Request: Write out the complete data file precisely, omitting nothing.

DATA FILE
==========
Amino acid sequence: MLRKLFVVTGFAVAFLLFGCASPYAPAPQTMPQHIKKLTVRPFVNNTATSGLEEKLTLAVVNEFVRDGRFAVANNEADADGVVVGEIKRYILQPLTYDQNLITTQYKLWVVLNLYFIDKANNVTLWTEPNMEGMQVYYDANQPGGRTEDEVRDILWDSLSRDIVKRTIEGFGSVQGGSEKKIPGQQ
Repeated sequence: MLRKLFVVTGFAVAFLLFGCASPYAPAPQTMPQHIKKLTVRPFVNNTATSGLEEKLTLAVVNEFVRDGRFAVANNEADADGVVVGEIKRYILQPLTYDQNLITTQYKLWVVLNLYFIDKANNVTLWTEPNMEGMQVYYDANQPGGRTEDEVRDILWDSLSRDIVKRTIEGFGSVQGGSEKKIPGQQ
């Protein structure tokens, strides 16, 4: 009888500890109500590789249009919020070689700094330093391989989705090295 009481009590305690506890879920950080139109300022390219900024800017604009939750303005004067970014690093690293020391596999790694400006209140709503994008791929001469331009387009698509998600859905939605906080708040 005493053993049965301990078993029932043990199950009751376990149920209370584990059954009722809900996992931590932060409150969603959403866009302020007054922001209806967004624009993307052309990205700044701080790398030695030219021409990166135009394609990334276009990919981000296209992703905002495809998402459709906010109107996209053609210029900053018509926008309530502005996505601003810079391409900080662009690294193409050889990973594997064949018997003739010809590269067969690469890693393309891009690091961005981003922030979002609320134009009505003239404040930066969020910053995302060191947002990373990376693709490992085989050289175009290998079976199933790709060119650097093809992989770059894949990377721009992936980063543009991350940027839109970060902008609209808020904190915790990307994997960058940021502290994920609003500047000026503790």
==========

Amino acid sequence: MLRKLFVVTGFAVAFLLFGCASPYAPAPQTMPQHIKKLTVRPFVNNTATSGLEEKLTLAVVNEFVRDGRFAVANNEADADGVVVGEIKRYILQPLTYDQNLITTQYKLWVVLNLYFIDKANNVTLWTEPNMEGMQVYYDANQPGGRTEDEVRDILWDSLSRDIVKRTIEGFGSVQGGSEKKIPGQQ
Repeated sequence: MLRKLFVVTGFAVAFLLFGCASPYAPAPQTMPQHIKKLTVRPFVNNTATSGLEEKLTLAVVNEFVRDGRFAVANNEADADGVVVGEIKRYILQPLTYDQNLITTQYKLWVVLNLYFIDKANNVTLWTEPNMEGMQVYYDANQPGGRTEDEVRDILWDSLSRDIVKRTIEGFGSVQGGSEKKIPGQQ
């Protein structure tokens, strides 16, 4: 009888500890109500590789249009919020070689700094330093391989989705090295 009481009590305690506890879920950080139109300022390219900024800017604009939750303005004067970014690093690293020391596999790694400006209140709503994008791929001469331009387009698509998600859905939605906080708040 005493053993049965301990078993029932043990199950009751376990149920209370584990059954009722809900996992931590932060409150969603959403866009302020007054922001209806967004624009993307052309990205700044701080790398030695030219021409990166135009394609990334276009990919981000296209992703905002495809998402459709906010109107996209053609210029900053018509926008309530502005996505601003810079391409900080662009690294193409050889990973594997064949018997003739010809590269067969690469890693393309891009690091961005981003922030979002609320134009009505003239404040930066969020910053995302060191947002990373990376693709490992085989050289175009290998079976199933790709060119650097093809992989770059894949990377721009992936980063543009991350940027839109970060902008609209808020904190915790990307994997960058940021502290994920609003500047000026503790």